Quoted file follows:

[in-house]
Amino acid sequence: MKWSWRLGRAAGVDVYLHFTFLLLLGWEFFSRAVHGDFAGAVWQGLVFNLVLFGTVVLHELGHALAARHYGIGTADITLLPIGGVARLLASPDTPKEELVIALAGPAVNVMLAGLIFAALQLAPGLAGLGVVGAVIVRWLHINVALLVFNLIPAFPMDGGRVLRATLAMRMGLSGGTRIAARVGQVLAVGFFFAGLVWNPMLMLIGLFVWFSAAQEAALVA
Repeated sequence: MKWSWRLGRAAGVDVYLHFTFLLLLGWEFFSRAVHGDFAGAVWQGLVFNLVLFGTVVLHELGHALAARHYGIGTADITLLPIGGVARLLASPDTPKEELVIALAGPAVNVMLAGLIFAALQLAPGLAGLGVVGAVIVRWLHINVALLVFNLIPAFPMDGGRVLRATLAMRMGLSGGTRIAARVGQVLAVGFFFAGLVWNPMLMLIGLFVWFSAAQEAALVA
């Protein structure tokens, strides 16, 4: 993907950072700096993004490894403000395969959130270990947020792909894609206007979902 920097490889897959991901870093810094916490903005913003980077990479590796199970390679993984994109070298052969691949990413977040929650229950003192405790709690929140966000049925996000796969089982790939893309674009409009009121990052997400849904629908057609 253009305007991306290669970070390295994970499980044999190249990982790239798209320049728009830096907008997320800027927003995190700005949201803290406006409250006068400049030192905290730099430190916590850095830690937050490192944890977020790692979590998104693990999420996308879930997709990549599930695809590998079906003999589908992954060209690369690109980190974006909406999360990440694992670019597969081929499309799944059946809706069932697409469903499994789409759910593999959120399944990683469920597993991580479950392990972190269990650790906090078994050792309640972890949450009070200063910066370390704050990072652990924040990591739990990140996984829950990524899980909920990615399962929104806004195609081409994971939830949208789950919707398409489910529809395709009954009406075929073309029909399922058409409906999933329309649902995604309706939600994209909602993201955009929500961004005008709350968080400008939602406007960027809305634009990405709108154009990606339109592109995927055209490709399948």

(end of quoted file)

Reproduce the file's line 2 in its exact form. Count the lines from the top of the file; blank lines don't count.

Amino acid sequence: MKWSWRLGRAAGVDVYLHFTFLLLLGWEFFSRAVHGDFAGAVWQGLVFNLVLFGTVVLHELGHALAARHYGIGTADITLLPIGGVARLLASPDTPKEELVIALAGPAVNVMLAGLIFAALQLAPGLAGLGVVGAVIVRWLHINVALLVFNLIPAFPMDGGRVLRATLAMRMGLSGGTRIAARVGQVLAVGFFFAGLVWNPMLMLIGLFVWFSAAQEAALVA